There is no question that concrete is a strong and enduring cornerstone of the construction industry. Just consider the Pantheon and Colosseum in Rome, testaments to the durability of one of man’s most widely used materials.
The composite of sand, aggregate (typically gravel or stones) and water would later be combined with steel rods or mesh to form reinforced concrete. This superpowered type of concrete became the basis for skyscrapers such as the Empire State Building, completed in 1931, and in a more advanced form, the 57-storey “Jenga tower” apartments in Lower Manhattan in 2016.
When you look at the history of concrete, it is the foundation of modern development—not only putting roofs over our heads, but also taming nature with bridges across rivers and roads to travel on land with speed and ease. It was an inexpensive way to rebuild cities that were destroyed by fire bombs and nuclear warheads in the Second World War. It has provided structures for health care, energy, education, and industry around the world. And just think of the magnificence of sports stadiums like the retractable-roof AT&T Stadium, home of the Dallas Cowboys in Arlington, Texas.
After water, concrete is the most used substance on the planet, with twice as much concrete used in construction as all other building materials combined, according to ScienceDirect. Its advantages as a construction material are numerous, including its high strength and low cost—but it does have downsides. As our built environment replaces nature, the concrete becomes a hard second skin across fertile topsoil and former habitats for wildlife.
What policymakers and environmentalists alike are most concerned about, though, is the production of concrete. Reports from the British think-tank Chatham House say the production accounts for between four and eight percent of global carbon dioxide emissions. Compared to other materials, only oil, coal, and gas are more of a threat to the environment as sources of greenhouse gases. During concrete manufacturing, large quantities of carbon dioxide are released, both as a chemical by-product of cement production and in the energy required to fuel these reactions.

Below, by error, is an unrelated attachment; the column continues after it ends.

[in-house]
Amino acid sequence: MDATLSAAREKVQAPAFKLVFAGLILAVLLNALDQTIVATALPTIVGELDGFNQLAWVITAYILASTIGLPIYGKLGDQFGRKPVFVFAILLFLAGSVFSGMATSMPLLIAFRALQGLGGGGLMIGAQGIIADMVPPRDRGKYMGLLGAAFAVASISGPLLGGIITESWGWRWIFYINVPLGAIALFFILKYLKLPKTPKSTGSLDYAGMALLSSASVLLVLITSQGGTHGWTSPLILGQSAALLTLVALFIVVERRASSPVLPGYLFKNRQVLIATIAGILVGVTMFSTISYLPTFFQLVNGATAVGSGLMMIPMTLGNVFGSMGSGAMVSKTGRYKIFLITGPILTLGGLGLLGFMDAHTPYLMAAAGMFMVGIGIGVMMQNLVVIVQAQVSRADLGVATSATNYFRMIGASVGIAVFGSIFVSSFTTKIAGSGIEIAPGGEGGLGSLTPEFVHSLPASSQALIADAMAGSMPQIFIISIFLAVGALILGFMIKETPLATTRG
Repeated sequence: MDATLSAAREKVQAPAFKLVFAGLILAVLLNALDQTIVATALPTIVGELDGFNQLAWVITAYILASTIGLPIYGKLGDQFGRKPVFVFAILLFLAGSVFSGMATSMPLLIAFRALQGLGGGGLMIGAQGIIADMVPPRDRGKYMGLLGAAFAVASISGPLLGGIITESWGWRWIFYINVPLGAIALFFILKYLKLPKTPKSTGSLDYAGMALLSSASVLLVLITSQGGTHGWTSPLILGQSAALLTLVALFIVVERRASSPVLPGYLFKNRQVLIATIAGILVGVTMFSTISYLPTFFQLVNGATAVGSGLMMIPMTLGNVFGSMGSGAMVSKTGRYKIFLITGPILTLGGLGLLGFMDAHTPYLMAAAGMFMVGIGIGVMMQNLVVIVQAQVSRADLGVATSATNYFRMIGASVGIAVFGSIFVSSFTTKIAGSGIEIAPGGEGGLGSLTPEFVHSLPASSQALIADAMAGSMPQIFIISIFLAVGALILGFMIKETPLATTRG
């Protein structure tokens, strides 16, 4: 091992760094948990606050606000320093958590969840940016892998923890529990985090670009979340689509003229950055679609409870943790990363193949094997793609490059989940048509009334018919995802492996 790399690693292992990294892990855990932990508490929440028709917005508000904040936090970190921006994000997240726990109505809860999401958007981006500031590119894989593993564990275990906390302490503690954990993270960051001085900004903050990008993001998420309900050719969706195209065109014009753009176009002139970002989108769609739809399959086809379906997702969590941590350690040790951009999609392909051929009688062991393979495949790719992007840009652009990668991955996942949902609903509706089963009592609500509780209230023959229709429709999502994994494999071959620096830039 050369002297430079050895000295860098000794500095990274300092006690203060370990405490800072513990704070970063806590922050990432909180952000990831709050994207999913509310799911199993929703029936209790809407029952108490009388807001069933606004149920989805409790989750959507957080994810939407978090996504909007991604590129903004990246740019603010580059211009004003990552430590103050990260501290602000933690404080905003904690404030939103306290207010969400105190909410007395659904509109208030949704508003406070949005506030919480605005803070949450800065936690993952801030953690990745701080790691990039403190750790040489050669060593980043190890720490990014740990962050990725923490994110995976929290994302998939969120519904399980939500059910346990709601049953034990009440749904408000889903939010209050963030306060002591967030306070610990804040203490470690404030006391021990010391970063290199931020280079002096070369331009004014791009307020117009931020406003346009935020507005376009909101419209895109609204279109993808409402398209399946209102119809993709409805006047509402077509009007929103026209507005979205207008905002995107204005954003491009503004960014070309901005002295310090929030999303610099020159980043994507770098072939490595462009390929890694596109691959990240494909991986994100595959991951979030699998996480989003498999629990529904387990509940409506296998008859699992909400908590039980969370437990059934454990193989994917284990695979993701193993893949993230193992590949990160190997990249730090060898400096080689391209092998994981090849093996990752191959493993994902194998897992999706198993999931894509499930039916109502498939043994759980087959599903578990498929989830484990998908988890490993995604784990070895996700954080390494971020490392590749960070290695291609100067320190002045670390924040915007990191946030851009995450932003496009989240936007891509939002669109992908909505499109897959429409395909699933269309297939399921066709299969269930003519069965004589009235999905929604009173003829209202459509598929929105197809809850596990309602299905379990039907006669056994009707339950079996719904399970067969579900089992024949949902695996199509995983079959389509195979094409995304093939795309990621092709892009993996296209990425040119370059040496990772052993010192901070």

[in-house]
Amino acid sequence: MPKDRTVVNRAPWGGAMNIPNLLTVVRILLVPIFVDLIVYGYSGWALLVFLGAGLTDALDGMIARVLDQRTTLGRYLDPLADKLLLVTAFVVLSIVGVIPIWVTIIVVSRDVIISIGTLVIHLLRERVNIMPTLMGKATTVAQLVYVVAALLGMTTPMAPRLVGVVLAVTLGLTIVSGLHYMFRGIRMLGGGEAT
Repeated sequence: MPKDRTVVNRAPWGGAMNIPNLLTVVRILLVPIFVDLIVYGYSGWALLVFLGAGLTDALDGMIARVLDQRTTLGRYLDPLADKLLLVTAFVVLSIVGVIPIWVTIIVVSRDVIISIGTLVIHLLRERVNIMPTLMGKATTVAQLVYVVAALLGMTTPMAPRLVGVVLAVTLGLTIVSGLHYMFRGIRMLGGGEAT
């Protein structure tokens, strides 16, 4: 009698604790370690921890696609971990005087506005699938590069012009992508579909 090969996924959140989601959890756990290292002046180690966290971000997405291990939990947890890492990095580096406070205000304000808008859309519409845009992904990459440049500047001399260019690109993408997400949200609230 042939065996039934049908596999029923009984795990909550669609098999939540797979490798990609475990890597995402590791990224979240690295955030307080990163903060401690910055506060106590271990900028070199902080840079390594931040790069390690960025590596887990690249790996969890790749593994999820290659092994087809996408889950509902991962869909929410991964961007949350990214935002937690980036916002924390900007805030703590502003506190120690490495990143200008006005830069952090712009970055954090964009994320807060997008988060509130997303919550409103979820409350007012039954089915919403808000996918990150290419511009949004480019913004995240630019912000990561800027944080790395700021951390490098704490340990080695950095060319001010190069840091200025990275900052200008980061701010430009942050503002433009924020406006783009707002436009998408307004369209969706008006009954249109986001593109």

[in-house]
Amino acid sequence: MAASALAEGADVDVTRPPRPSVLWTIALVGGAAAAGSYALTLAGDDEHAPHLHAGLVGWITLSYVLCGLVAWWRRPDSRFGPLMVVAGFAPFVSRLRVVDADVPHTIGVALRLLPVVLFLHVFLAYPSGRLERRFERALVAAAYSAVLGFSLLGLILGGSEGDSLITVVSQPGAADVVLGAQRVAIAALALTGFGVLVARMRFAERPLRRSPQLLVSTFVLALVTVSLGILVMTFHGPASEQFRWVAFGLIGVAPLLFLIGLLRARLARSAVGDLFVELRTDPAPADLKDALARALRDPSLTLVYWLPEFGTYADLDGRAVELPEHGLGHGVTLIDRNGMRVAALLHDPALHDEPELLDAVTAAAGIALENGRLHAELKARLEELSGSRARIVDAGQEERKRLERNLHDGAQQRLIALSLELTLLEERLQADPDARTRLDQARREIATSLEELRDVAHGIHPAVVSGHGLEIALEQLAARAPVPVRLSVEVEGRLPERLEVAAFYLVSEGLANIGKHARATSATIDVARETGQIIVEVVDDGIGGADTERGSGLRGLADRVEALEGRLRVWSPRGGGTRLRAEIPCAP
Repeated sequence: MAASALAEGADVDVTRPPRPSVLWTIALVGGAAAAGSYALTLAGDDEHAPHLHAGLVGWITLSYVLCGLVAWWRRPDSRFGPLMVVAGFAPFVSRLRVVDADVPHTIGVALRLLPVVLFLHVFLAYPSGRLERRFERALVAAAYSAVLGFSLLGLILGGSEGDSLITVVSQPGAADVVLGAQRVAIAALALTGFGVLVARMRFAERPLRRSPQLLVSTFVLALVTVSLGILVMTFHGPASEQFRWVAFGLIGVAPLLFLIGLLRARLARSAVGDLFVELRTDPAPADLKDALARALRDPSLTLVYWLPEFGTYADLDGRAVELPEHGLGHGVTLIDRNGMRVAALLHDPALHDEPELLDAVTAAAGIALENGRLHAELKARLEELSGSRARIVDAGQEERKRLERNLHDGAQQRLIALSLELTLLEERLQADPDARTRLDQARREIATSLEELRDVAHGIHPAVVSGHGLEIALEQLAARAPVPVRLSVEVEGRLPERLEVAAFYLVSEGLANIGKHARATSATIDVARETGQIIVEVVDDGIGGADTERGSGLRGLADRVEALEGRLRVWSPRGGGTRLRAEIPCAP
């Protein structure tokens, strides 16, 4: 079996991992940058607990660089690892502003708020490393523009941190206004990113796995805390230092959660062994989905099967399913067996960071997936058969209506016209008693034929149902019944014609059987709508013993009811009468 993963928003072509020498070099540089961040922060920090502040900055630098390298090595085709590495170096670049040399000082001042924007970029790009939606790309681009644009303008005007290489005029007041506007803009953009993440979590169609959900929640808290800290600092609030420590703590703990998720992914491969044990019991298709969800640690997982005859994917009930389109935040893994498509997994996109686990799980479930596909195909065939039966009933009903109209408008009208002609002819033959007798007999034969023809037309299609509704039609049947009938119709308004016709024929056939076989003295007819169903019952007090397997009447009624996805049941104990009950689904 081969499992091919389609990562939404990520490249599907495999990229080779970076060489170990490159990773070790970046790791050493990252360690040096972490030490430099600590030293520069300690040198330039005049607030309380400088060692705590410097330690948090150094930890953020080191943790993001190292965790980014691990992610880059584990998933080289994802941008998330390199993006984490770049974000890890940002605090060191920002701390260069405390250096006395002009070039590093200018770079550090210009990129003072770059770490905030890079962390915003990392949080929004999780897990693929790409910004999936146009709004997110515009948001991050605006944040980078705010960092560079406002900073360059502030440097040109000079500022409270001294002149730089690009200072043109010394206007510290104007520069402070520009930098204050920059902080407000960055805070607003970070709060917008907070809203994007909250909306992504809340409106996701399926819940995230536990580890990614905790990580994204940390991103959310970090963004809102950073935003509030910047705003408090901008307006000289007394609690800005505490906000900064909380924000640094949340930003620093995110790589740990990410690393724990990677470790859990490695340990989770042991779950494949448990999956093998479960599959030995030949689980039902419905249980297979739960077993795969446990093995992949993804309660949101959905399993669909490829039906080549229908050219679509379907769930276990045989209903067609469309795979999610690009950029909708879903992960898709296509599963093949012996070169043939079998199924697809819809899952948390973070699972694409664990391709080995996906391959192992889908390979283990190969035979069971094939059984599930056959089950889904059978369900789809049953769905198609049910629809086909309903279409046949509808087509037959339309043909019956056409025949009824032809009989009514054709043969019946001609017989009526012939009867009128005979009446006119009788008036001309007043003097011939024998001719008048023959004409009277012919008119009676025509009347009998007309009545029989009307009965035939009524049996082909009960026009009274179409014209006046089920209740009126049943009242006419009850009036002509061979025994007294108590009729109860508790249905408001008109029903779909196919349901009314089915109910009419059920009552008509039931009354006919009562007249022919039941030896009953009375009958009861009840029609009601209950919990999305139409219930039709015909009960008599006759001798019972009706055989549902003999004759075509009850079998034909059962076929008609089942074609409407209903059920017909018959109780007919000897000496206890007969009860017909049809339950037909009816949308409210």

“If concrete was a country, it would be the third biggest emitter of CO2 in the world,” says Michael Wise, Co-founder and Chief Technology Officer at revolutionary construction company Concrete4Change.
His company provides just one example of the efforts being made to reduce concrete’s environmental impact. The Concrete4Change team is developing technology that creates net zero concrete at a cheaper cost, helping to reduce the need for expensive materials to move concrete innovation forward.
Wise’s approach is to take full advantage of concrete’s ability to naturally absorb CO2, a process known as carbonation. His technology will “exploit this potential, enabling concrete to become the safest form of CO2 sink in the world. Even after the demolition of concrete, there is no leakage of CO2,” explains the Concrete4Change website.